|Discovery:||first mentioned, 1906 Crawford, H.S.|
|History:||Earliest reference cited by Macalister is Crawford, 1906, JRSAI, 262.|
Macalister/1945, 79: `Standing inside an enclosure containing a ruined oratory and graveyard, on north side of the building'. He also states, 79--80, that the stone was a bronze-age megalith.
|Dimensions:||3.3 x 0.36 x 0.3 (Power/etal/1992)|
Power et al/1992, 125: `in half of graveyard...in early ecclesiastical enclosure'.
Macalister/1945, 79--80: `a tapering obelisk...said to be sunk to a depth of 3' 0" in the ground...both cross and inscription are so low down on the stone that they have almost certainly been added to a pre-existing bronze-age megalith'.
Power et al/1992, 125: `Tall needle-like pillar...packing stones exposed around denuded base'.
|Condition:||complete , some|
Macalister/1945, 80, refers to areas of the stone being 'weathered away ... badly worn [and] ... battered and weathered'.
|Crosses:||1: equal-armed; linear; expanded; plain; plain; none; none; none; n/a|
Macalister/1945, 79: `Upon the western face there is a cross pattée, 4 ft. from the ground...On my first visit to the stone in 1906, I was told that there had been another cross on the eastern face, which had weathered away: I must admit that I could see no trace of it, and had the same want of success when I examined the stone on a second visit, some thirty years later'.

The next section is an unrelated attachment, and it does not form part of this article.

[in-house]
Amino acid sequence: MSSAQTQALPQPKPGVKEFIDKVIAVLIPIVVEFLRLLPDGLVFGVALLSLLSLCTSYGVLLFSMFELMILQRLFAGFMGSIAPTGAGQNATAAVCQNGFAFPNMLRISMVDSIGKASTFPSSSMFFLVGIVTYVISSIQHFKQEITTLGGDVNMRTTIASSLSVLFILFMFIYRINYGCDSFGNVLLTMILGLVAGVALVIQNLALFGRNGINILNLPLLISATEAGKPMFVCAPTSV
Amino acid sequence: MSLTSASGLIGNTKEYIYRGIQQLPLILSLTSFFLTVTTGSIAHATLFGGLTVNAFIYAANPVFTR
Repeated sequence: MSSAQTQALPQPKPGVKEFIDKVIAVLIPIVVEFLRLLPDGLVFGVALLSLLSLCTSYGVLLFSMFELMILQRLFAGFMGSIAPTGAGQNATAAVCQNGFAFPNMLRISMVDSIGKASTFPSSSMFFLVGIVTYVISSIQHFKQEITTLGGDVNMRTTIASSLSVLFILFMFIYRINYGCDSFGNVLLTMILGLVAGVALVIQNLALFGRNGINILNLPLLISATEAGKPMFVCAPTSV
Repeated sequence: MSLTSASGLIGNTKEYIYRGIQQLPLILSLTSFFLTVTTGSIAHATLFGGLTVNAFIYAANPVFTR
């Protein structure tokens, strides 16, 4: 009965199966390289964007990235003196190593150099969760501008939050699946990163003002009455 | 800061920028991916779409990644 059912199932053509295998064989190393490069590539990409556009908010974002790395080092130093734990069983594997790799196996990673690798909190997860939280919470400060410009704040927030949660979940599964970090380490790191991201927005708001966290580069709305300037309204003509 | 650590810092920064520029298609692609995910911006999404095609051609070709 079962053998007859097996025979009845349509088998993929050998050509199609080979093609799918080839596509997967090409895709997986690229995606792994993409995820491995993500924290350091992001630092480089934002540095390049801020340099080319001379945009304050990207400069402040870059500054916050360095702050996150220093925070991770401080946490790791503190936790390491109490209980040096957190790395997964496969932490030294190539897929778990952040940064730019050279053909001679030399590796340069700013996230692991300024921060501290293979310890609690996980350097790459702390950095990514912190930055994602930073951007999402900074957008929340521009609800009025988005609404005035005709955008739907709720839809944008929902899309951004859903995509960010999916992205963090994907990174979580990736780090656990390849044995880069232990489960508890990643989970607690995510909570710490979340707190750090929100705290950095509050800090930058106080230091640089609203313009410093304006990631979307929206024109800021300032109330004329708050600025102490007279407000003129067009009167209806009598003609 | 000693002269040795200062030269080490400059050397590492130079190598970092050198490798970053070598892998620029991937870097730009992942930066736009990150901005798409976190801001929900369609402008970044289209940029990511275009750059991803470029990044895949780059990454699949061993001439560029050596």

Power et al/1992, 125: `Faint outline of a small incised cross with expanded terminals on W face'.
|Macalister, R.A.S. (1945):||[ANM]TENASMACIV[--|
ANM TENAS MACI V[--
Macalister/1945 80 concise discussion
Power/etal/1992 125 listing
Ziegler/1994 258 listing
|Position:||NW ; arris ; beside cross ; undivided|
Macalister/1945, 79: `Upon the western face is a cross pattée, 4ft from the ground, with an Ogham inscription on the adjacent dexter edge'.
Power et al/1992, 125: `NW corner'.
|Date:||550 - 900 (Ziegler/1994)|
|Ling. Notes:||McManus/1991, 80: `The ANM formula, by contrast, is relatively confined in distribution and characterized by late linguistic, palaeographical or orthographic features such as...MACI for MAQ(Q)I [as here]...The appearance of crosses on some of these stones [as here]...may be particularly significant in view of Vendryes (1955) theory that the formula shows ecclesiastical influence, being modelled on the use of Latin nomen...In this last sense ANM may be the only formula word to survive into manuscript Irish with a specific connection with Ogam in the phrase ainm n-oguim `an Ogam inscription'.|
|Palaeography:||Macalister/1945, 79--80: `Ogham inscription...in very minute scores...The inscription is ANM TENAS MACI V[...The AMN is badly worn, but it can be seen if carefully looked for. Above the V for some length the inscribed surface is so battered and weathered, that no letters could be expected to survive. VIR...is possible, but could not be insisted upon'.|
Power et al/1992, 125, repeat Macalister's reading.
Power/etal/1992, 125: `weathered'.